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The Impact of Depression in the Workplace

Article provided by the Mental Health Association in San Diego


Clinical depression affects employees at all levels of the corporate ladder. It ranks among the top three workplace problems, following family crisis. At any one time, one in every 20 employees experiences depression. An estimated 200 million workdays are lost each year due to employee depression. Depression tends to affect people in their prime working years and, if left untreated, may last a lifetime.

Many things can contribute to clinical depression. For some people, a number of factors seem to be involved, while for others a single factor can cause the illness. Oftentimes, people become depressed for no apparent reason. Causes include:

  • Biological - People with depression typically have too little or too much of certain brain chemicals, called "neurotransmitters." Changes in these brain chemicals may cause or contribute to clinical depression.
  • Cognitive - People with negative thinking patterns and low self-esteem are more likely to develop clinical depression.
  • Gender - Women experience clinical depression at a rate that is nearly twice that of men.[1] While the reasons for this are still unclear, they may include the hormonal changes women go through during menstruation, pregnancy, childbirth and menopause. Other reasons may include the stress caused by the multiple responsibilities that women have.
  • Co-occurrence - Clinical depression is more likely to occur along with certain illnesses, such as heart disease, cancer, Parkinson's disease, diabetes, Alzheimer's disease and hormonal disorders.
  • Medications - Side effects of some medications can bring about depression.
  • Genetic - A family history of clinical depression increases the risk for developing the illness.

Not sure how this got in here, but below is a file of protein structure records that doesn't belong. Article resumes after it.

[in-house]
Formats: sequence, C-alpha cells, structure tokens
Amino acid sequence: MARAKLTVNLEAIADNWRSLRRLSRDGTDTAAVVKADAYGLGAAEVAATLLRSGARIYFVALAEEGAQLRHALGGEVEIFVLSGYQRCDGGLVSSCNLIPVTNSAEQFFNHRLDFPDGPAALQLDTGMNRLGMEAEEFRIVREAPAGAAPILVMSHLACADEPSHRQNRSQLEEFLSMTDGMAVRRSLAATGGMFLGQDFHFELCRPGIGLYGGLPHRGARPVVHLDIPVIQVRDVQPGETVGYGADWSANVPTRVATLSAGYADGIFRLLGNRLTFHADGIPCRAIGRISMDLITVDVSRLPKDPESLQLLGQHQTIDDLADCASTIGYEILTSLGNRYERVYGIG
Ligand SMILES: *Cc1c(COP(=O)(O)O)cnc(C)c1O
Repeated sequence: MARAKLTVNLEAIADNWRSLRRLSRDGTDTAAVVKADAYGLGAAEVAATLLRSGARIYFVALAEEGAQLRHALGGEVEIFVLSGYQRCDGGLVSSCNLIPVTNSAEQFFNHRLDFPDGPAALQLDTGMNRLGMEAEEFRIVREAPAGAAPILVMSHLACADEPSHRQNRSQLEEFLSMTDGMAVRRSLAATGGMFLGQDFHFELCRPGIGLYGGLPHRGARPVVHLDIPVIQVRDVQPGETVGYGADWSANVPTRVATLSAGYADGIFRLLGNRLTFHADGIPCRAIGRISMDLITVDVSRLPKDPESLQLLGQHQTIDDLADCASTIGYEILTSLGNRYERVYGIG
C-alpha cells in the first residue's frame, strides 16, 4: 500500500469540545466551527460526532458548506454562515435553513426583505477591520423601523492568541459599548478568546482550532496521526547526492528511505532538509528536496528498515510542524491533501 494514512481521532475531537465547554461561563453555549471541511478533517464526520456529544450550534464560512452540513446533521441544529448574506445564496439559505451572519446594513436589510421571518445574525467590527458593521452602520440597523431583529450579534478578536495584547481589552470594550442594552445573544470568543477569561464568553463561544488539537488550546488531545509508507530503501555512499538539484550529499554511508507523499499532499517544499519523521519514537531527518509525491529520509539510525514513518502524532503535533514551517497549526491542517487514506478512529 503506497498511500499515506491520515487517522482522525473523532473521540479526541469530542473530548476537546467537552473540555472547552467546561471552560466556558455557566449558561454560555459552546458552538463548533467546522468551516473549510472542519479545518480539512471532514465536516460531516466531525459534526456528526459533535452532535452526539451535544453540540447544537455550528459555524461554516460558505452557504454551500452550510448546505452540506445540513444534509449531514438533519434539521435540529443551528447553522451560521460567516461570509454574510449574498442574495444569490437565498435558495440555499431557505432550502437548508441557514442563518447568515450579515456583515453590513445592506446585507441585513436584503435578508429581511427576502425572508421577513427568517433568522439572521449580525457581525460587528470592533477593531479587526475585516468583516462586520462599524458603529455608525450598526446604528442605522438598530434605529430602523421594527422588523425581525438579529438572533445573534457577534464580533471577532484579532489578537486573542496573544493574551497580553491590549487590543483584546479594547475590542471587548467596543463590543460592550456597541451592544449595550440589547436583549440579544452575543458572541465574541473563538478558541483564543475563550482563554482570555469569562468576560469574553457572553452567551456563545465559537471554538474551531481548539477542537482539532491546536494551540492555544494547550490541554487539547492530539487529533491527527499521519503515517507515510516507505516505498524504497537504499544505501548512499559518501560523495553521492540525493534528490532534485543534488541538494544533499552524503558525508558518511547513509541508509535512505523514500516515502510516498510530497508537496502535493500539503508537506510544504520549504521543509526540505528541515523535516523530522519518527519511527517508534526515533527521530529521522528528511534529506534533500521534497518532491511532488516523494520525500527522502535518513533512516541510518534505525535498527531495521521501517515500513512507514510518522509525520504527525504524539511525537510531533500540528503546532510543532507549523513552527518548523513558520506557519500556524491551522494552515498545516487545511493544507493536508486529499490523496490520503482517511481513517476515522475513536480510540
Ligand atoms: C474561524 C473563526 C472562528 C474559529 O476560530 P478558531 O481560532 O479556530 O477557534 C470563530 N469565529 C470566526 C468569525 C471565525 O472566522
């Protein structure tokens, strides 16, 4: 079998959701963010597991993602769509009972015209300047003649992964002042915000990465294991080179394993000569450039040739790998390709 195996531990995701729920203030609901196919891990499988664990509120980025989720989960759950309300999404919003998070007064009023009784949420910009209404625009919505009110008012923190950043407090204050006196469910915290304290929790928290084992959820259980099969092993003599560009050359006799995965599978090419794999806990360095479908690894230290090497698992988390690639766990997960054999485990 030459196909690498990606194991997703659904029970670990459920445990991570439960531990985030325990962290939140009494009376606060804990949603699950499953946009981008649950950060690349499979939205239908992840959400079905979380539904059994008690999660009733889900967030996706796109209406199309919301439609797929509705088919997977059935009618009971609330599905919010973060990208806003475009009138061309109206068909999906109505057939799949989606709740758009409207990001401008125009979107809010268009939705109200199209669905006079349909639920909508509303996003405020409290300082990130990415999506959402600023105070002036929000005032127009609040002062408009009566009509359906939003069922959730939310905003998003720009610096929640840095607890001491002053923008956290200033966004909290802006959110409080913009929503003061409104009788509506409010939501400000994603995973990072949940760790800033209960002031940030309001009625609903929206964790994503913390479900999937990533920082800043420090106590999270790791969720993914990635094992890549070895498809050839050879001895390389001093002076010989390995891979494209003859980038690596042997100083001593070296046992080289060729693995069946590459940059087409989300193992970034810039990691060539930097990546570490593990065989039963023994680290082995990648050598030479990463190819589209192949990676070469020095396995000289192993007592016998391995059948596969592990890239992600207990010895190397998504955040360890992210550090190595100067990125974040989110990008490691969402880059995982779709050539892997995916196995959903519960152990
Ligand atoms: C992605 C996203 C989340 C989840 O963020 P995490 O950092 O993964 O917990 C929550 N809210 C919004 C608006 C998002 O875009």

• Situational - Difficult life events, including divorce, financial problems or the death of a loved one can contribute to clinical depression.

Studies shows that people with depressive symptoms spend more days in bed than do people with diabetes, arthritis, back problems or lung problems. Each year, depression costs the U.S. economy $43.7 billion dollars, including $31.3 billion for indirect costs, such as decreased productivity and lost work days, and $12.4 billion in direct costs, such as medication and physician time.

Unfortunately, many employees with depression don't seek the treatment they need. According to a 1996 survey of employee assistance professionals, some common reasons employees do not seek treatment is that they believe they can handle it on their own, are unaware they have depression, have concerns about employee confidentiality policies, or believe their health insurance will not cover treatment

Depression in the workplace often manifests itself in a variety of ways, including decreased productivity, morale problems, lack of cooperation, excessive fatigue, unexplained aches/pains, safety problems and accidents, or excessive absenteeism. This can also manifest through alcohol and/or drug abuse.